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FOR RELEASE: May 12, 2006
CONTACT: Pamela Williams
Office of Communications

Oklahoma’s Cancer Registry Receives Third National Gold Standard Certification

The North American Association of Central Cancer Registries (NAACCR) has awarded the Oklahoma Central Cancer Registry with NAACCR’s Gold Standard Award. This is the third time Oklahoma has received this national recognition. The first award was in 2004, according to public health officials at the Oklahoma State Department of Health (OSDH).NAACCR annually reviews cancer registries for their ability to produce complete, accurate and timely data, and recognizes those that meet the highest standard of quality.

The Oklahoma Central Cancer Registry received the Gold Standard for completion, accuracy, and timeliness of data, and was included in the 2006 publication of Cancer in North America: 1999 - 2003.

The Oklahoma Central Cancer Registry is an information system designed for the collection, management and analysis of data on persons with a diagnosis of a malignant or neoplastic disease (cancer). The registry is population-based and maintains data on all persons with cancer in Oklahoma since 1997.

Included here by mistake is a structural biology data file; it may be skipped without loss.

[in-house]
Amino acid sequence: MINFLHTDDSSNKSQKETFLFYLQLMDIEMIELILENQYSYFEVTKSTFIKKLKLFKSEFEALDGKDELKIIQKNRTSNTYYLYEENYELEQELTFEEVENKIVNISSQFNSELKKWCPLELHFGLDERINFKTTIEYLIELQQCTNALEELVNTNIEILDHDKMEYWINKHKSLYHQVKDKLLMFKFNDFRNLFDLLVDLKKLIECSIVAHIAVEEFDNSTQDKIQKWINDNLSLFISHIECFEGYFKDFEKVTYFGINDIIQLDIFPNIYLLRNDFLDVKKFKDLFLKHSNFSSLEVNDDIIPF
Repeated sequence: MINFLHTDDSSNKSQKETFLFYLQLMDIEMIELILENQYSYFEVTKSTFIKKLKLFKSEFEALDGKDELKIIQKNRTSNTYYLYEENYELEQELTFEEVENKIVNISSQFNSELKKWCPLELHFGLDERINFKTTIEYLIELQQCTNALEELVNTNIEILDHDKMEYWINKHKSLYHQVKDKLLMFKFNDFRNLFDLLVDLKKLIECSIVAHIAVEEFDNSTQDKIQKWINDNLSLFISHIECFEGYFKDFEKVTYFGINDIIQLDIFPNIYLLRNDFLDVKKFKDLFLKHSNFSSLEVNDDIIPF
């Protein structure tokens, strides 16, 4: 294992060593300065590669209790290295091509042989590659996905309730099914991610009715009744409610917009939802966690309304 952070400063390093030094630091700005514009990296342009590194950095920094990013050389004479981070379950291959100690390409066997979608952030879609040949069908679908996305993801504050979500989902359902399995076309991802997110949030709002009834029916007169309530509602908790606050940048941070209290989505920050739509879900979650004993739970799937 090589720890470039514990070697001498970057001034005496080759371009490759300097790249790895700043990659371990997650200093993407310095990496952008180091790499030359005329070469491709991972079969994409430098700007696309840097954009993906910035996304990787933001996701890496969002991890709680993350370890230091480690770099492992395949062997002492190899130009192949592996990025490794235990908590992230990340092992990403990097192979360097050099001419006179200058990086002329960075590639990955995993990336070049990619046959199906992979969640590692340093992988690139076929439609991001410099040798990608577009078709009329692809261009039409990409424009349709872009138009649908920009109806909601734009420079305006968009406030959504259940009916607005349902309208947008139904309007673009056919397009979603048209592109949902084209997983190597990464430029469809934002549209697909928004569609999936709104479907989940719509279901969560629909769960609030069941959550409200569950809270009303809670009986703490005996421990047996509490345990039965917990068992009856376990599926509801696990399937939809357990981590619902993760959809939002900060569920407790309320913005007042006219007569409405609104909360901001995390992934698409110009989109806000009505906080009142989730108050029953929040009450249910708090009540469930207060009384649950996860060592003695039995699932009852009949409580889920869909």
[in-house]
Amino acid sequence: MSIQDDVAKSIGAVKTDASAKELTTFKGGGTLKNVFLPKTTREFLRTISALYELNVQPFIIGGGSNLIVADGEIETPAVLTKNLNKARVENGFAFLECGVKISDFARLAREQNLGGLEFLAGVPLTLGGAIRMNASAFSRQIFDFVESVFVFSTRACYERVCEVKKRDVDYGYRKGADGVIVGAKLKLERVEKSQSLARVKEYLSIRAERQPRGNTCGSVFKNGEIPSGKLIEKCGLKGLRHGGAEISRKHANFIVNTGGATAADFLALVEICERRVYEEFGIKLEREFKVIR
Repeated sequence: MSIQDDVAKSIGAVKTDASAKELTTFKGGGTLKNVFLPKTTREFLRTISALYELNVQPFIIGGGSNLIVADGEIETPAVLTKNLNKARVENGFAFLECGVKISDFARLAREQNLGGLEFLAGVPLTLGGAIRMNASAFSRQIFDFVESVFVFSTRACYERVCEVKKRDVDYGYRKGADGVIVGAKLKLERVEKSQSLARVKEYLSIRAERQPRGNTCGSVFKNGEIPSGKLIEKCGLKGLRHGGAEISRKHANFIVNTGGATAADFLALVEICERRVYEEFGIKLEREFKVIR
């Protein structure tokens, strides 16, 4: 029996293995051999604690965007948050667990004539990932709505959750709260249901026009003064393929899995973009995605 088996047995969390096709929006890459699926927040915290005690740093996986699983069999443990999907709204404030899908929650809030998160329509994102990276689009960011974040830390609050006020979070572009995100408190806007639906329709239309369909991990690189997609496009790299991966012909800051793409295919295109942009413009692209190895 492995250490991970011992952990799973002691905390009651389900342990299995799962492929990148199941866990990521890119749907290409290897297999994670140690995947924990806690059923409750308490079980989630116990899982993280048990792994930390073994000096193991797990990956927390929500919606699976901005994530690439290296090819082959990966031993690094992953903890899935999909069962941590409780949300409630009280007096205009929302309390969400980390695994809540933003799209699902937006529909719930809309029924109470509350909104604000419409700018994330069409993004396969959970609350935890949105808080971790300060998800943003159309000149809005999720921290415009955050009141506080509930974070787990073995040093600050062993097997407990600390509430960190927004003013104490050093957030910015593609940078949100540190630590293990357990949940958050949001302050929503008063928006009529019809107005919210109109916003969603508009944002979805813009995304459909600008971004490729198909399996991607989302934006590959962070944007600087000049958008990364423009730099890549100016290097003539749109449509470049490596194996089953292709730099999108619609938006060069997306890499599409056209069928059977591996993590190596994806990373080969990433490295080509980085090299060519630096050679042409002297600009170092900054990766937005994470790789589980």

The registry provides information that can be used for cancer surveillance to determine cancer patterns in various populations, develop research and educational programs, and evaluate treatments. In addition, the registry is used to measure trends in incidence and mortality, guide cancer program planning and evaluate whether screening and other prevention measures are making a difference, assist in resource allocation, and serve as a foundation for a national comprehensive cancer control strategy.

The registry contains a summary of the patient's information contained in the health care facility record, including but not limited to, the cancer patient's history, diagnosis, treatment, and current status.

Confidentiality of patient identifying information and related medical information is strictly maintained using only aggregate data for analysis and publication.

“Health programs in Oklahoma can use this data to evaluate program outcomes and to allocate precious health care resources to the areas where they are most needed to help save lives,” said OSDH Chronic Disease Service Chief Adeline Yerkes. “I would like to congratulate the staff for their hard work and dedication that led to receiving this national award.”


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